George Sluizer’s The Vanishing (not to be confused with the wretched 1993 American remake, which he was also directed–difficult as that is to fathom) may have been made over a decade ago, but is still a potent, haunting, and impressively nuanced thriller. While on holiday, a young man’s (Gene Bervoets) girlfriend (Johanna ter Steege) disappears without a trace, and three years later the still-obsessed man is confronted by the woman’s captor (Bernard-Pierre Donnadieu). The simple, already premise is made all the more chilling by Donnadieu and Sluizer’s unusual villain; unlike the remake’s ratty ruffian played by Jeff Bridges, the kidnapper looks like and basically is an average, preppy guy. The anonymous everyday, quality to the self-proclaimed sociopathic character adds to the menacing atmosphere, which culminates in a famously bleak conclusion.
Unlike many Criterion discs, “The Vanishing” DVD’s widescreen transfer is enhanced for widescreen televisions. However, everything else is characteristic of a Criterion barebones edition; the soundtrack has not been remastered (the original mono track is presented here), and the only other extra is the film’s theatrical trailer in France, where the film is titled “L’Homme Qui Voulait Savoir (The Man Who Wanted to Know).”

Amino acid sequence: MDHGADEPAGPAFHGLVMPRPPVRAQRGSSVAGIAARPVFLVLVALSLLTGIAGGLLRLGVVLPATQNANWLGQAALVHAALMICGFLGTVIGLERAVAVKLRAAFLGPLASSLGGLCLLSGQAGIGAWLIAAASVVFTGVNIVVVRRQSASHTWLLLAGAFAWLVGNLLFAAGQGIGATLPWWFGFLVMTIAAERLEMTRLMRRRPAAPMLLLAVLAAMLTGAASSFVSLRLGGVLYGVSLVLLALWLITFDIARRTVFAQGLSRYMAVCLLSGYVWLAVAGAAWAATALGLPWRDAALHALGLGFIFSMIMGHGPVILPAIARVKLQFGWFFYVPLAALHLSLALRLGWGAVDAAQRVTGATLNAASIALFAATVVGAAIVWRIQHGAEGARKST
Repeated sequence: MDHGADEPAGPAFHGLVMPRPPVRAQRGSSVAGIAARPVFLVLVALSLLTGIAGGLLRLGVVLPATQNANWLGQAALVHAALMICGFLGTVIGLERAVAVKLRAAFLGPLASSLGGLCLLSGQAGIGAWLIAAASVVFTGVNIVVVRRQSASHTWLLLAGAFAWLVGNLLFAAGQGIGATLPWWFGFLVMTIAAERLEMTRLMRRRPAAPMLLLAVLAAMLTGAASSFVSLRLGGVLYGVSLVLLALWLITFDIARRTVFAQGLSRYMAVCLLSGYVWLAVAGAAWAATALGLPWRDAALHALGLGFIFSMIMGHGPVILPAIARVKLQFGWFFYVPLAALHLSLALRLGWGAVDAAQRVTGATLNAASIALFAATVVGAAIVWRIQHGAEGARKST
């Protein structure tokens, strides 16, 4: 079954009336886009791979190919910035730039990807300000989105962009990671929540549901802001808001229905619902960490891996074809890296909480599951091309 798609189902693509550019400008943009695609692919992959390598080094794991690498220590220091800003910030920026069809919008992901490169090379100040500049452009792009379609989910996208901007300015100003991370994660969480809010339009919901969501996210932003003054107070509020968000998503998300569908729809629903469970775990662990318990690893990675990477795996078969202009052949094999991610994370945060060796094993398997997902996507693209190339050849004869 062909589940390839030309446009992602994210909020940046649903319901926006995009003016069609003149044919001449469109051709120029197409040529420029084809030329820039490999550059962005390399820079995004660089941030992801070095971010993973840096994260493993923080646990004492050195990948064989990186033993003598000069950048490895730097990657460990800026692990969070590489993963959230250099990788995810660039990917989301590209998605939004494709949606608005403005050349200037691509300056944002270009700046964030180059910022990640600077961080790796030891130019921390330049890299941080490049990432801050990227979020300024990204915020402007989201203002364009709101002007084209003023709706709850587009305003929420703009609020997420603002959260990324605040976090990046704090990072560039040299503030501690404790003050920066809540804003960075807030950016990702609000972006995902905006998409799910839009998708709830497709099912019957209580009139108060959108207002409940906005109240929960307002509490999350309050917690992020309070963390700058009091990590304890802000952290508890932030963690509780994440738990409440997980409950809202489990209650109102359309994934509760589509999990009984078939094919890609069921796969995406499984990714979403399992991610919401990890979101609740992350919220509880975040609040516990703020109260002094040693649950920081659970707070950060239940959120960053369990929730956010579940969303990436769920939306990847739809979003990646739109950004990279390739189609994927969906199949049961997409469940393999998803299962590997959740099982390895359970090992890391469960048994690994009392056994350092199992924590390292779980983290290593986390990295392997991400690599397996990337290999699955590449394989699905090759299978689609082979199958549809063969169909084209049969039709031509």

Specifications: 1.66:1 anamorphic widescreen; French/Dutch Dolby Digital mono; removable English subtitles.

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  1. Peter Graham says:

    Fabulous thriller that does not cop out as the wretched Hollywood version does. Sluizar , the director must have needed the money. One of the great factors in the film is the character played by Johanna ter Steege. Her presence adds an additional emotional component to the film. You really care for what happens to her thanks to the actress‘ empathy with the audience, this audience member anyway.

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